March 30, 2024

The Little House on the Prairie TV Series Converted This California Cattle Ranch Into Walnut Grove

Last weekend, I returned to Simi Valley, California—and the Big Sky movie ranch—to celebrate the 50th Anniversary of the Little House on the Prairie television series. 

Since my sister and I were allowed to watch pretty much all the TV wanted—but weren't allowed to do much else, especially out in the "real world"—my memories of the show, and the books, have informed some of my adult travels and adventures. 

I still haven't made it to South Dakota, Kansas, or Missouri. And even though I've already crossed Wisconsin, Minnesota, and Iowa off my list (as well as Malone, New York, home of the Almanzo Wilder Farm), it feels like I'm always trying to get back to the prairie. 

That happened—at least, in a Hollywood magic kind of way—this past weekend during the Little House festival, which included meet and greets and photo ops with most of the living stars of the show, as well as a bus tour of the old filming location from the 1970s and '80s.

But it almost didn't.

At first, I'd only bought a single-day ticket for Saturday of the three-day festival—and then as more and more stars got confirmed (including Melissa Gilbert, who never does these things), and panels got scheduled, I started to worry I wouldn't have enough time. So I upgraded to a weekend pass, knowing I probably wouldn't be able to break away from work for the Friday but having the peace of mind that I'd get all day Saturday and Sunday. 

I arrived under threatening skies—and, soon, rain—on Saturday morning around 10 a.m., not having to wait in a long entry line because I had a multi-day pass. I enjoyed the festival atmosphere for a bit (stay tuned for my blog post on that) before ambling over to the bus tour check-in. 

The morning rain had canceled all the buses that morning until at least 2 p.m.—and when I returned at 2 to try to ride standby later that day, the bad news was that the roads were still too muddy and unsafe, though the rain had ceased.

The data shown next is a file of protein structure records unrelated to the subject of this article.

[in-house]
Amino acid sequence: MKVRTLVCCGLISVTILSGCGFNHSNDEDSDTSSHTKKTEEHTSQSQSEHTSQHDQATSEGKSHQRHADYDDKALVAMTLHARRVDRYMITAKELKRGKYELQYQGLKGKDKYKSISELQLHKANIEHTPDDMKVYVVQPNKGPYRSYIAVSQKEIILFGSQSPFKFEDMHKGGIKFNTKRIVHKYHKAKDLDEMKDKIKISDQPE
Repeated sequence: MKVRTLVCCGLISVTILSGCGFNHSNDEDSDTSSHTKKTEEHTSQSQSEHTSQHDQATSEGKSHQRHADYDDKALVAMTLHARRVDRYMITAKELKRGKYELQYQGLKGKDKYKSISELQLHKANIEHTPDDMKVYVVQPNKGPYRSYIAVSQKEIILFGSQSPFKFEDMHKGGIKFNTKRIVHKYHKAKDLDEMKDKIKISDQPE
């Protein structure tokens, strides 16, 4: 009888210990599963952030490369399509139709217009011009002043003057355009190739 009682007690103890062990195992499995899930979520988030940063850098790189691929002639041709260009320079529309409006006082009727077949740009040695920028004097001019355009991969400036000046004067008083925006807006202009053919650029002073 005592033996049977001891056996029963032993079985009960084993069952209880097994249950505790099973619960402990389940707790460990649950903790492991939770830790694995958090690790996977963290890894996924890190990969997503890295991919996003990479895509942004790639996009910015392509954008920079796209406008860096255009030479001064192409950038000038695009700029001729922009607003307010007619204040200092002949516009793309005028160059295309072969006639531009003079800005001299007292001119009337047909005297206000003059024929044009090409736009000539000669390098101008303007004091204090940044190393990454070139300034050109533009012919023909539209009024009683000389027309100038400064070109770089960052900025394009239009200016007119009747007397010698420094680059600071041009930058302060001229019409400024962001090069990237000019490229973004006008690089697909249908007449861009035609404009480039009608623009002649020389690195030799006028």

That meant returning the next morning, Sunday, by 7:30 a.m. to try to squeeze an empty seat out of one of the buses that day, which would start running at 8 a.m. But that meant counting on the fact that a Sunday bus ticketholder might not show up, or turn up late, since all the spots for the tour had sold out in advance months before. 

After waiting in line for over three hours, I asked one of the event organizers what to do so as not to miss my professional photos with Melissa Gilbert (Laura Ingalls) and Dean Butler (Almanzo Wilder), which I'd also paid for in advance and whose time slots were narrow and immoveable. "You won't make it," the organizer said. "Go over there now and enjoy yourself."

Here's the only thing that made it work out in the end: The people behind me in line agreed to save my place and let me come back three hours later, without having to start over again at the back of the line.

Upon my return, we only had to wait about another 20 or 30 minutes before we found ourselves on a bus, everyone cheering, "We made it!" 

Sure, I'd been to Big Sky Ranch once before—but that was eight years ago, and this year, the festival had erected smaller-scale, painted façades to replicate the original sets, in the exact places where they once stood.

We all screamed when we saw the Ingalls' homestead appear from behind the craggy oak trees—much as it was shown on the small screen in the series.

Plum Creek is gone—it was manmade for the series anyway, since there's no natural water source on the ranch—but I half-expected Jack the family dog to come barreling out of the house towards our bus. 

The barn was there, too, as though Mary hadn't nearly burned it down in the 1974 episode "The Award."

The actual Minnesota prairie is pretty flat—but Big Sky Ranch, and therefore the TV version of Walnut Grove/Hero Township, is in the Simi Hills of Southern California. So it's relatively mountainous.